Apple launched its intelligent software assistant Siri in August last year. Resulting from decades of research at SRI International’s Artificial Intelligence Center, Siri uses a natural language user interface to answer questions, make recommendations and perform actions by delegating requests to a set of web services. The service is even able to adapt to a user’s individual behavior and preferences. Google has recently announced a Siri-like application for Android smartphones. We expect the development of these sense-driven technologies to lead to a decline of the interface as we know it. We are entering an era in which the most profound communication technologies will dissolve into the background, allowing the urban environment to become an interface in itself.
Some twenty years ago, Mark Weiser, head of the Computer Science Laboratory at the Xerox Palo Alto Research Center, proclaimed a post-PC world. He was the first one to coin the phrase ‘ubiquitous computing’, stating that the most profound technologies will disappear in the future, weaving “themselves into the fabric of everyday life until they are indistinguishable from it”. He was right. Not only the mobilization of computers (from desktop PC to laptop to smartphone) and the rise of wearable computers, but also the launch of new types of sense-oriented interfaces contributes to this trend. In the end, no-one will notice any more that communication technologies will are all around us.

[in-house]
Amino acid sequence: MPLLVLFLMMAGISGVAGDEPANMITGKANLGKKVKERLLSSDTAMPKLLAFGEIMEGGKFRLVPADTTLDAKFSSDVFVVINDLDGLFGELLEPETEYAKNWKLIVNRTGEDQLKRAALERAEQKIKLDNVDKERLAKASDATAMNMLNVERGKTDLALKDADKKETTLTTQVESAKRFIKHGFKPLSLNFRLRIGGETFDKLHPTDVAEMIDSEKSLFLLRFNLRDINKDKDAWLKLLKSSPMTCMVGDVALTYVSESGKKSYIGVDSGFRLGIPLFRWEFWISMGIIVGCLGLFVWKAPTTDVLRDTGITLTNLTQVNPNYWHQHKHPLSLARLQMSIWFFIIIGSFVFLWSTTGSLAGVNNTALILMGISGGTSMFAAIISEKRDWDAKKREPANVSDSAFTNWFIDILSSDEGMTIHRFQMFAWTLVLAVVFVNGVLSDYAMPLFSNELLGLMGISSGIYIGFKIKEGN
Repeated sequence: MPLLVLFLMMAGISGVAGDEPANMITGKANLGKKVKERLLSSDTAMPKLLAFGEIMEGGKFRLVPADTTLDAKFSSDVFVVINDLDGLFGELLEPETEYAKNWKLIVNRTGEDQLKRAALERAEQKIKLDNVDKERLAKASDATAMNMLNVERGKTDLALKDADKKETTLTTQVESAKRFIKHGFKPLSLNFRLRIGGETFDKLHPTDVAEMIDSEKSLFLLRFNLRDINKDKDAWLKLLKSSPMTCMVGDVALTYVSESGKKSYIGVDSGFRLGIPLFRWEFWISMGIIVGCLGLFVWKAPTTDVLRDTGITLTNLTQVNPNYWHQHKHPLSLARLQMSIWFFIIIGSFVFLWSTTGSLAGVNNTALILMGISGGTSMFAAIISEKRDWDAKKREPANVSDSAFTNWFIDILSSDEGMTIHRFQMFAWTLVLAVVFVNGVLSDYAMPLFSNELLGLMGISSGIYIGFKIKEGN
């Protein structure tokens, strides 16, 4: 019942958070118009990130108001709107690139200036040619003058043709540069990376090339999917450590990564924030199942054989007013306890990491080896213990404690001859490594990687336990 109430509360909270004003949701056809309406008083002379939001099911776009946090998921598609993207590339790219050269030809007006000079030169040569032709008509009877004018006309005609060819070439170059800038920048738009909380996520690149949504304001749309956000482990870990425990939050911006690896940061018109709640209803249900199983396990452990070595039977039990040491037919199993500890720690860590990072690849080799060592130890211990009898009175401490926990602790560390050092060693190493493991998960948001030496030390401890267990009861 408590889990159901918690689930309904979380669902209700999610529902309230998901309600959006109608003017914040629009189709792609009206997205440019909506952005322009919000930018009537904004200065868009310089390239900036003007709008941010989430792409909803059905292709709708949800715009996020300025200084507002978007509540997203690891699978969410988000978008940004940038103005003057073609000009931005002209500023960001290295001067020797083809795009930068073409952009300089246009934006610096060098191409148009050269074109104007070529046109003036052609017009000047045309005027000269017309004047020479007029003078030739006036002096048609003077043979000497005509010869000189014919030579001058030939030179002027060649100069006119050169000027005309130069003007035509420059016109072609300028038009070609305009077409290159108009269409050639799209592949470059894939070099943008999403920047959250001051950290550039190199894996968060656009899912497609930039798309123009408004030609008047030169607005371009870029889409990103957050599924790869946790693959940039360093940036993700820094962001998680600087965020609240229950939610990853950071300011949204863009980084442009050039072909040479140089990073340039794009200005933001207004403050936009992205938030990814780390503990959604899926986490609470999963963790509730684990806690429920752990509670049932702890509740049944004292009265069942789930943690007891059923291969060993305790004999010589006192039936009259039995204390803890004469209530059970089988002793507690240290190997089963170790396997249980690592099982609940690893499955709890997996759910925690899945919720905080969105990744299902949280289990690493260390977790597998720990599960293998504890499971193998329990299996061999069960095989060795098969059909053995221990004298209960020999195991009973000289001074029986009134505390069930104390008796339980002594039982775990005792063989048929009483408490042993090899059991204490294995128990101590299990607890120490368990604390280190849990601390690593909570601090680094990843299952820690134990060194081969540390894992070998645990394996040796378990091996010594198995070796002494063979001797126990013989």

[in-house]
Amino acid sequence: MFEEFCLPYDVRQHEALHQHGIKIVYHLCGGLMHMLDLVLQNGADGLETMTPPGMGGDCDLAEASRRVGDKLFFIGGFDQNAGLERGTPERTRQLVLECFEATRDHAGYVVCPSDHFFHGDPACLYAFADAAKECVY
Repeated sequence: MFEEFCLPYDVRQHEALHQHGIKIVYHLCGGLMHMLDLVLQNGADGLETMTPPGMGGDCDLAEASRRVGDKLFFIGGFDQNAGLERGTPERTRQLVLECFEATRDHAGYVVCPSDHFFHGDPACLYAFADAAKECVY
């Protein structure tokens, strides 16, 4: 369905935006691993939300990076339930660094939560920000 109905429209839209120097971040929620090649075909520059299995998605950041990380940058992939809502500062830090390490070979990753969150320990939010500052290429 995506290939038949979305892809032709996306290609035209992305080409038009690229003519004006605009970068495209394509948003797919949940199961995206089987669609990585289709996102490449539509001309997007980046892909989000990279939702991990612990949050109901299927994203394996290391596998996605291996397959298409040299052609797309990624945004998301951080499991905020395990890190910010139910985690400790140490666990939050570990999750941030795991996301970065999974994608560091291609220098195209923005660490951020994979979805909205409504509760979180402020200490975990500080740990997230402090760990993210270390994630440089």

Nintendo’s Wii and Microsoft’s Kinect are not just game consoles — their gesture-driven controllers show a glimpse of what’s ahead of us, and will change our perception of the physical environment. BBC reports that touchless smartphones and TVs could hit the markets in 2012. So no buttons any more, a gesture is enough. It’s just a matter of time before the good old visual interfaces have totally changed, as well as the ways to control them. Google is secretly working on Augmented Reality-powered glasses that “provide a display with a heads up computer interface”, turning Augmented Reality-powered worlds with digital layers of information into an integral part of the urban fabric. (Click here for an ironic Augmented Reality future scenario by Keiichi Matsuda.) By the way, who needs glasses if we will be able to implant micro-computers into our eyes? Computers are close to becoming our sixth sense. And the city becomes an interface.
This article belongs to the Top 10 Trends For 2012. Reflecting on what we’ve written in 2011 and looking into the new year, we’ve compiled a fresh list of remarkable trends that we consider to be important for our cities in 2012.